(5)

The are then simply added to the embedding at node j (where there is an edge from node i to node j). is the transition probability and is the learning rate. The graph is weighted, asymmetric and undirected. Also, a random negative edge is selected at each node and the negative of the embeddings is propagated to both selected nodes with a fixed transition probability (we use 0.5). This iterative procedure learns the embeddings of all nodes in the graph and is able to generate very effective embeddings, as the next section shows. As shown in figure 1, the embeddings get propagated across the Gaussian graph iteratively.

Figure 1: Propagation of Embeddings Across a Graph
1:procedure FindEmbeddings()
2:     Inputs: Weighted, asymmetric and undirected graph with nodes as nodes and edge weights as transition probabilities between nodes
3:     Hyper-parameters:
4:      Variance of normal distribution (initial value = 10)
5:      Number of iterations of Hebbian learning
6:      Dimensionality of node representation
7:      Variance reduction factor (value = 1.1)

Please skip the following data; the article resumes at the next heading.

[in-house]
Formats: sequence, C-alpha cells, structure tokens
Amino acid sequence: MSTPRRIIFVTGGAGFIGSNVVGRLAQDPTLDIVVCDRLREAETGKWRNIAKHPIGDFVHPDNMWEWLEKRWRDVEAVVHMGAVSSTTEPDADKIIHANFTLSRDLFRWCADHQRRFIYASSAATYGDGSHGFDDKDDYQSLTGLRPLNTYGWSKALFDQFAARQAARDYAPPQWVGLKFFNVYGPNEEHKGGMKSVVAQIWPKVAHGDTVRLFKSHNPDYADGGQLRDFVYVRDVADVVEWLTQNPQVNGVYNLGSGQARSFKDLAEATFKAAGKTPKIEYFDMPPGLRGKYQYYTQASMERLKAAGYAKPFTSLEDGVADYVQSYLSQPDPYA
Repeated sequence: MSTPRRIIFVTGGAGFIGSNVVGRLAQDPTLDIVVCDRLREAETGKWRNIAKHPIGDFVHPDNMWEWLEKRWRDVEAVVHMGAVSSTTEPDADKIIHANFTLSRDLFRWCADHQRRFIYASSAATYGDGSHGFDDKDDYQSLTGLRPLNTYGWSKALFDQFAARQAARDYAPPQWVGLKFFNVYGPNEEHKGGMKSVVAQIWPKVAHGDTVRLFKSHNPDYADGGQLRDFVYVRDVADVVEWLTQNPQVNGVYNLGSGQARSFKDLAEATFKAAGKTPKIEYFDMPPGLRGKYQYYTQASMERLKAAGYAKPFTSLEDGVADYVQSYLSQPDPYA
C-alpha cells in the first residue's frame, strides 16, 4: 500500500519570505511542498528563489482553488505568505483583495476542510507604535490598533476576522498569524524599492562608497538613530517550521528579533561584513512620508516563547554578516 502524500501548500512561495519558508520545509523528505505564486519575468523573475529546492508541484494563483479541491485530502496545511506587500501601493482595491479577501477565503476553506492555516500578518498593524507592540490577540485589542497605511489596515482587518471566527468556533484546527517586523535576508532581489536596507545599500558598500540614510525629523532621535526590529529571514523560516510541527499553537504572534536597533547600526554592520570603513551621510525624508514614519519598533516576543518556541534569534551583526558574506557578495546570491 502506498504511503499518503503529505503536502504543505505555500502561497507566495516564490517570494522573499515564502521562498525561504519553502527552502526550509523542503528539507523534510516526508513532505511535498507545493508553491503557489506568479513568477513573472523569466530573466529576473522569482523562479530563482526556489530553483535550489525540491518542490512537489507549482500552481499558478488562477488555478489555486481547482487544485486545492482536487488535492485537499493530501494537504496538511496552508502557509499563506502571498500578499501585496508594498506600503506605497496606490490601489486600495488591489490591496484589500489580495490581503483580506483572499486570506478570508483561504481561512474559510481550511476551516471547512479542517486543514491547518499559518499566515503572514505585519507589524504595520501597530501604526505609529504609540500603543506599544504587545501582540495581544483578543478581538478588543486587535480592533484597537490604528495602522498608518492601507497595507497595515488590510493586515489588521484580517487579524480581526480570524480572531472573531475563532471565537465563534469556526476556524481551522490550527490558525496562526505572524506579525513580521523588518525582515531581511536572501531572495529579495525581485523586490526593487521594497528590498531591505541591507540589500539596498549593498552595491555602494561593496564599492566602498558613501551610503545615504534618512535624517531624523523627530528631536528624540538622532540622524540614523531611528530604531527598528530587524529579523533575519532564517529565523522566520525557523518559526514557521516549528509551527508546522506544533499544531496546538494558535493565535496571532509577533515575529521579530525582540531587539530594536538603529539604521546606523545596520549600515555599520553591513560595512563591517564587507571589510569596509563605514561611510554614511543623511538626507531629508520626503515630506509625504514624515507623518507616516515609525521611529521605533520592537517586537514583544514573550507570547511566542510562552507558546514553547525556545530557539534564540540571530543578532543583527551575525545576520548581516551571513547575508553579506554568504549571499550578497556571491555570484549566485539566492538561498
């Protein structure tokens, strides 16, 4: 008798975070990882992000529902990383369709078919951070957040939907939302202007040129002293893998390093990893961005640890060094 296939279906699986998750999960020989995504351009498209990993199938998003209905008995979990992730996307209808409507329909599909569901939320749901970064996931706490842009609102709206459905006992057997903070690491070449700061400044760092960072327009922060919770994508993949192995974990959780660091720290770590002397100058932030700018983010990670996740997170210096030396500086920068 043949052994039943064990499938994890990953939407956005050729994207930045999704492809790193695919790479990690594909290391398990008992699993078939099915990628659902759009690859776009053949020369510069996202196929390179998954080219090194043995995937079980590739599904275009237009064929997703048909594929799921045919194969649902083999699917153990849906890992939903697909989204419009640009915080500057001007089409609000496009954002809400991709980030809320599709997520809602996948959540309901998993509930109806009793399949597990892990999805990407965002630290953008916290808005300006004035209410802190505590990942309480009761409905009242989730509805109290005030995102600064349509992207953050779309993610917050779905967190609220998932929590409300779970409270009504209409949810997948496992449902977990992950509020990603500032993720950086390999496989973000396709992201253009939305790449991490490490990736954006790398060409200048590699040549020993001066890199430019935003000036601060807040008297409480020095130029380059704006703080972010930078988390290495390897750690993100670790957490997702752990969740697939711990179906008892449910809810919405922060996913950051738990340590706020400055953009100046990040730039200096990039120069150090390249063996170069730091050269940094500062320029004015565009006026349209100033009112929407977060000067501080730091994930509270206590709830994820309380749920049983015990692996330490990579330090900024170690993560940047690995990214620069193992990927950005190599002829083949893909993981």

8:     Initialization: Initialize the node’s representation by sampling from a zero mean multivariate normal distribution of dimensionality
9:     for each integer in  do
10:         for each node in  do
11:              for each node in  do
(6)
(7)
12:              end for
13:         end for
(8)
14:     end for
15:end procedure
Algorithm 1 Hebbian Graph Embeddings

3 Experiments and Results

We run our algorithm on three of the data sets used in [6] namely AstroPh, BlogCatalog and HepTh for both link prediction and reconstruction. Our algorithm outperforms several other algorithms that are implemented in [6] and [5]. We also compare our algorithm for link prediction using average precision and run-time with SEAL [24] and VGAE [11] in table 6 and table 7.